KathaVarta.com: for Short and Moral stories

The Brahmin and the Crab

Posted by kathavarta on July 17, 2008

Brahmadatta was a Brahmin boy living in a city with his old mother. One day, when he was planning to travel to another village, his mother told him not to travel alone but take someone with him. The boy said that the way to the village was safe and that he was leaving on an urgent business. He asked her not to be afraid.

Knowing that he was determined to go, the mother went to the well in the backyard and took out a crab and asked his son to keep the crab with him during his travel. The boy then put the crab in a camphor box and put that box in a vessel and set out on his journey. That being summer, the day was very hot and the Brahmin halted and took rest under a big tree.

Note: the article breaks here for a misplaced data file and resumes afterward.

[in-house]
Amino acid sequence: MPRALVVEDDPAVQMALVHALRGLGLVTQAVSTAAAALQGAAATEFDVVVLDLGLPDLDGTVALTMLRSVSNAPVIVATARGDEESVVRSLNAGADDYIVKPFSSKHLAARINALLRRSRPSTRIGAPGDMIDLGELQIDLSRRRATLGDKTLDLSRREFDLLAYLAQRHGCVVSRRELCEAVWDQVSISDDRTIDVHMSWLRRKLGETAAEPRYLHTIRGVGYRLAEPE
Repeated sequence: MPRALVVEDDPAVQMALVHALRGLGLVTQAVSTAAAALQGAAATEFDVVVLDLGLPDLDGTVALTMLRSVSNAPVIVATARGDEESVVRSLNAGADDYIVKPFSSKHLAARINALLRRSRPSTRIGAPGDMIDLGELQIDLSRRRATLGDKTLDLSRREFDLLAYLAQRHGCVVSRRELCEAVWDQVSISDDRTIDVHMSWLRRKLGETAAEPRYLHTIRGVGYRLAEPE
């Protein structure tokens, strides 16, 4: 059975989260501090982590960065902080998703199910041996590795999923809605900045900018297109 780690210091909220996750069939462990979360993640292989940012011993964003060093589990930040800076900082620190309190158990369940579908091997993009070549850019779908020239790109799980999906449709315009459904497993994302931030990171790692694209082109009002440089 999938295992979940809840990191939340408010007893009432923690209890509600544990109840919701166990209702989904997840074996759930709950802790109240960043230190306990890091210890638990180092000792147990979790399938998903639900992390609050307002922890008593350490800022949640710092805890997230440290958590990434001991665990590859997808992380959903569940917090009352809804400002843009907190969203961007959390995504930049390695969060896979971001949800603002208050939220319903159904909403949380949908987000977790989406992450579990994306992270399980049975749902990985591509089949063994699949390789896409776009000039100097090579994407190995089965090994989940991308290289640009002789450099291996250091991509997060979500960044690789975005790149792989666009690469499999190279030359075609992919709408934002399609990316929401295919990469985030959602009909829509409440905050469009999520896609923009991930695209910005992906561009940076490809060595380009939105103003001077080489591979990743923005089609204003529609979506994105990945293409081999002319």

From the hollow of the tree, a snake emerged and, attracted by the fragrance of camphor, swallowed the box containing the crab. The crab came out of the box and sliced the head of the snake and killed him. The Brahmin boy woke and found the dead snake and the camphor box. When he saw the crab coming out of the box alive, he at once realized what had happened.

He then remembered the words of his mother and thought he did well by heeding her advice that saved him from death.

Moral:
Those who feed on the rich, do not help them in distress. When their wealth is in tact, everyone hovers around the rich.
(This Panchatantra story is from Imprudence)
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